Except this took place Monday…

LawDog and I headed out for breakfast before getting some stuff done. Went to a restaurant that has been in Itchy Paw for 75 years in the same location (not a chain restaurant, obviously). And the last upgrade was in the 70s…

And that included the waitresses…

Walking through the front door was like stepping back in time. Wood paneling, four old guys at the front table, kibitzing, and greeting the ‘regulars’ as they came and went.

Sat at a table where we could see the front door, exits, etc. Waitress was attentive, got the coffee to us quickly, and in big, mismatched cups! Looked around, and they still had the old built in benches!!! And the same green naugahyde covered seat cushions… LOL I haven’t seen those things in 40 years! AND, they still had the booth mounted music selectors!

Yes, they’d been updated to the CD version, but dammit, they STILL had them!

And pictures on the wall of cowboys all dressed up in their sunday go to meetin’ clothes and hats, and ladies in group pictures.

Breakfast itself was good and a lot of it! These folks breakfasts are for the working people! As we were eating, somebody put on an Elvis record and we just looked at each other and laughed. It was the perfect nostalgia trip!

And this one brings back memories of being a young sailor working on these birds. The Connie used ‘short stack’ P&W 3350s for power, and flames out the exhaust were normal. This vid gives you a great visual of how bright they were, and you wanted to see the red color, that meant the fuel/air mix was right.

This isn’t nostalgia, but one to think about… Don’t know who this gent is, but he lays it out pretty succinctly…



TBT… — 17 Comments

  1. Memories indeed. My first Navy squadron was VR-7 Det A at Tachikawa. We flew the last 4 C-121s in the AF inventory for MATS. I spent many hours hauling pax and wounded out of Viet Nam back to Clark AFB and back to Tachi. The Connie was a beautiful bird.

  2. Is it possible to provide, here in comments or on your main page, a link for ‘Just?’ I would like to pass it on to a whole bunch of people.

  3. / and flames out the exhaust were normal./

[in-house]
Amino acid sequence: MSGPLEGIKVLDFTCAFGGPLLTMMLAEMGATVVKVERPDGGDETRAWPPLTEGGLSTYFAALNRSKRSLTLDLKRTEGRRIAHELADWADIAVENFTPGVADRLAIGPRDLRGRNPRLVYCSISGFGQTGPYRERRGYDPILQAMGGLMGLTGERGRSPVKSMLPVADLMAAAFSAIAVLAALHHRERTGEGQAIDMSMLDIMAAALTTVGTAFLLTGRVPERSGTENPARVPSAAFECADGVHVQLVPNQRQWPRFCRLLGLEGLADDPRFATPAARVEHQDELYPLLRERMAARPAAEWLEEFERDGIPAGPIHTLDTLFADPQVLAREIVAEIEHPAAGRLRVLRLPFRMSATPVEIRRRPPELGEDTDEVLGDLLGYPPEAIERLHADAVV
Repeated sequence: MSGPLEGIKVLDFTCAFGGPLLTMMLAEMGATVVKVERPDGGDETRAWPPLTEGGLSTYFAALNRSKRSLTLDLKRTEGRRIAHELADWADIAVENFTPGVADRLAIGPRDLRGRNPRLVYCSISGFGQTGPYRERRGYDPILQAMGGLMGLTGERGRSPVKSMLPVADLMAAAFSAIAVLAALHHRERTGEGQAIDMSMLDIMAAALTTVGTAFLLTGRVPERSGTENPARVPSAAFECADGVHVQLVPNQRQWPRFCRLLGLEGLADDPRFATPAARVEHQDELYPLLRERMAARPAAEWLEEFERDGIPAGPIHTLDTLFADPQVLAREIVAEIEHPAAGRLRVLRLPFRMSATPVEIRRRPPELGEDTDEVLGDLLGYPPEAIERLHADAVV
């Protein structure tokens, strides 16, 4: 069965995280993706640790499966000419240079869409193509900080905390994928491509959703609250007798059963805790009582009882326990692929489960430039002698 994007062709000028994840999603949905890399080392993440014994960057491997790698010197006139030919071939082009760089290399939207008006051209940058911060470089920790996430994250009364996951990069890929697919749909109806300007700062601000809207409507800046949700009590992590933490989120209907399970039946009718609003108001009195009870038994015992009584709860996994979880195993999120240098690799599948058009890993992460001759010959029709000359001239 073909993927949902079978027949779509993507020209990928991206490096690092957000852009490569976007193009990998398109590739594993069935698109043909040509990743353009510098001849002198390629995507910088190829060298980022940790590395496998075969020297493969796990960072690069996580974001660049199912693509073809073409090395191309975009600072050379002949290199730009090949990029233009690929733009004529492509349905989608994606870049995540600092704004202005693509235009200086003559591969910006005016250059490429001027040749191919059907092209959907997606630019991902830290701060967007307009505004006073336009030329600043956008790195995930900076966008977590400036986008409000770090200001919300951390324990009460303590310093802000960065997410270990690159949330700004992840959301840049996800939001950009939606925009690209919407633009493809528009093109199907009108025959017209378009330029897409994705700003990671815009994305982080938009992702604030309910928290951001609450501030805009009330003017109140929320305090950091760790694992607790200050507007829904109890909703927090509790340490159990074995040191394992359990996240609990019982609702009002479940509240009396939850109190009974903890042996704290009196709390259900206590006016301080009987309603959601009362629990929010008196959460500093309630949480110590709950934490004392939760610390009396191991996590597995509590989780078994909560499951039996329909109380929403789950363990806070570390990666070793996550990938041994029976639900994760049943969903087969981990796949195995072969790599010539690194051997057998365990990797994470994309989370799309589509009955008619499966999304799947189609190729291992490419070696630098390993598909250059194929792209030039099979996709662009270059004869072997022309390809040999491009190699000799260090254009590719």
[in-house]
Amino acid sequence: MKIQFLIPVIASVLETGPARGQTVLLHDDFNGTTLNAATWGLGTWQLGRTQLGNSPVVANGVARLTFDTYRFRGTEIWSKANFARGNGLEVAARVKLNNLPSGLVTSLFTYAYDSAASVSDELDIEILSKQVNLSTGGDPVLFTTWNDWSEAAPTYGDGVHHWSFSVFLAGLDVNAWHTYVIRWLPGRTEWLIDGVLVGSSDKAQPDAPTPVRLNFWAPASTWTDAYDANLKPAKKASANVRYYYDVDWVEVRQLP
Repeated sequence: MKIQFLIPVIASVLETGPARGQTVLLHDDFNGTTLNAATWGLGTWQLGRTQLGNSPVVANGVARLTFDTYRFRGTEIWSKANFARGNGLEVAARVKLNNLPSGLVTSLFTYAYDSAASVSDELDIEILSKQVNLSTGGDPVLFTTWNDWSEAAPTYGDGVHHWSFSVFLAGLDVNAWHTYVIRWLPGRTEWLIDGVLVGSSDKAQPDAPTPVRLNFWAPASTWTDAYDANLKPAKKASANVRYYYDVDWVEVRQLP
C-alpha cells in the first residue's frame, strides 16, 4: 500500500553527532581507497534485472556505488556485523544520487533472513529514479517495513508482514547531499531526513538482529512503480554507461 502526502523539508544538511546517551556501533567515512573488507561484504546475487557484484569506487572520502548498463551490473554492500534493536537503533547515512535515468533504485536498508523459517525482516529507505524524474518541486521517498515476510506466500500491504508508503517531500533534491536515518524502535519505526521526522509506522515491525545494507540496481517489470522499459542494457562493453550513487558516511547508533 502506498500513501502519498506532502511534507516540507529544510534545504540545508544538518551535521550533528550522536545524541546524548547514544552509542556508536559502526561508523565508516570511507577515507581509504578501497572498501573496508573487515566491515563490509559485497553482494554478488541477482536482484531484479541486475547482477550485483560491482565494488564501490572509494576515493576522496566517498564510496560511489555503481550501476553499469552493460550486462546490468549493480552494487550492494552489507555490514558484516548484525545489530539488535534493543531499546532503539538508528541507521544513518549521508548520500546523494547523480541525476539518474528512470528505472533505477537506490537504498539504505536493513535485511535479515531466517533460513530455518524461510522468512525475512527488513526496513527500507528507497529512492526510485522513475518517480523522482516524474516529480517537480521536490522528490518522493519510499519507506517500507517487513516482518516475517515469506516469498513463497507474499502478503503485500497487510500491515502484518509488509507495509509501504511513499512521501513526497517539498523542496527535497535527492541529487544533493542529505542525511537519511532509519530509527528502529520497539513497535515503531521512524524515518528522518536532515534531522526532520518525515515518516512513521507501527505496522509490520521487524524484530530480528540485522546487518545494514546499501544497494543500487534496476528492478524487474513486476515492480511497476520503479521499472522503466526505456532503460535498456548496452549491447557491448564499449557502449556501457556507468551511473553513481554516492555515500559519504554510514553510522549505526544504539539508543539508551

Just scary as hell for the uninitiate. Flew one of these, backwards, from Alameda to Agana via Wake, in Feb 60. More than a few pax were grabbing crewmen’s sleeves and asking “are they supposed to do that?”

  4. Off topic, but relevant to our host: sir, any comment on the report that just dropped about the fire that wrecked the Bonhomme Richard?

  5. Flugel- Yes it was!

    Univ- I got it embedded in an email. Feel free to steal it off the blog and resend it.

    Stencil- LOL, yeah, the students at Glynco usually had that reaction on their first flight.

    Gerry- I’d heard of that, but didn’t know where it was. One heck of a story!!! 🙂

    Toast- Tomorrow’s blog.

  6. I’m surprised ‘Just’ lasted more than 10 seconds on Tic-Tok. A very good synopsis. A very scary synopsis. Crazy how we went from ‘Freedom (light)’ to ‘Full Stasi’ in one year and we’re continuing the slide into ‘Cultural Revolution’ and ‘Great Leap Forward.’ Though “Let’s go, Brandon” does give me hope.

    Love the sound of radial engines, and seeing them blat out flames of all colors. Miss living near an active airfield, the civilian one in my neck of the woods just doesn’t get the volume of traffic that even Patrick AFB (now SFB) got when it was slow in the early 80’s.

    • I would like to note that the ALCS baseball game the other night was graced with chants of ‘F*** Joe Biden’.

      This was in Boston. Boston, for God’s sake.

      I think we are all underestimating how much people have started to dislike Sleepy Joe.

  7. My dad worked on those radials on EC-121 flying out of Pt Mugu.

  8. Many years ago, 1956, I was just on 6 1/2 years old, and an Uncle took me to the QANTAS Airbase maintenance facility at Kingsford-Smith (Sydney airport. I don’t know how he did it, or who he knew, he showed me through a Lockheed Constellation, from walking up the port rear stairs, through to the cockpit, I was more that fascinated, I was transformed, my life was forever changed. That day, Aeroplanes became, and still are, my life’s fascination, enjoyment, complete interest and passion. That day set in train circumstances that would take me, and my future family, all over the world as I served in the R.A.A.F. as a result of that day. I have experienced things not dreamed of by many, many people. I’m now 71 1/2, and I remember that day like it was yesterday. She certainly was, and still is, the Queen of the skies.

  9. Thanks, OldNFO, got the ‘Just’ file on email.

  10. SPQR- He was an ADR. Good folks, a butt ton of knowledge to keep those suckers running!

    Stuart- That is great! And yes, a Queen of the skys, even if we kinda dirtied her up with antennas.

  11. Back in the mid eighties, I was working in Eastern Pennsylvania. After a particularly stressful day, and working well into the night, I stoped at a local diner on the way back to my apartment. At that time, diners, real diners from the forties, were still a thing in that area. On this particular night, when I went in there were a couple of guys at the counter, maybe another couple of guys occupying a booth and me. The radio was tuned to a Big Band station in Philadelphia. With almost no imagination I was transported back to 1944 feeling like the mid-shift at a local factory was gathering for breakfast before going to work. A little time warp bubble seemed to surround the diner.

  12. A friend who was Crew Chief on EC-121s would tell of losing one after take-off. They expected to lose at least one so they carried on. Like on flights from Clark to Guam. That’s a lot of over water miles on three. Then, as you would imagine, several times they did lose a 2nd or see power fluctuations when adjusting power settings. Yes, they did land on 2 once or having to shut down engines (plural) on final due to fire.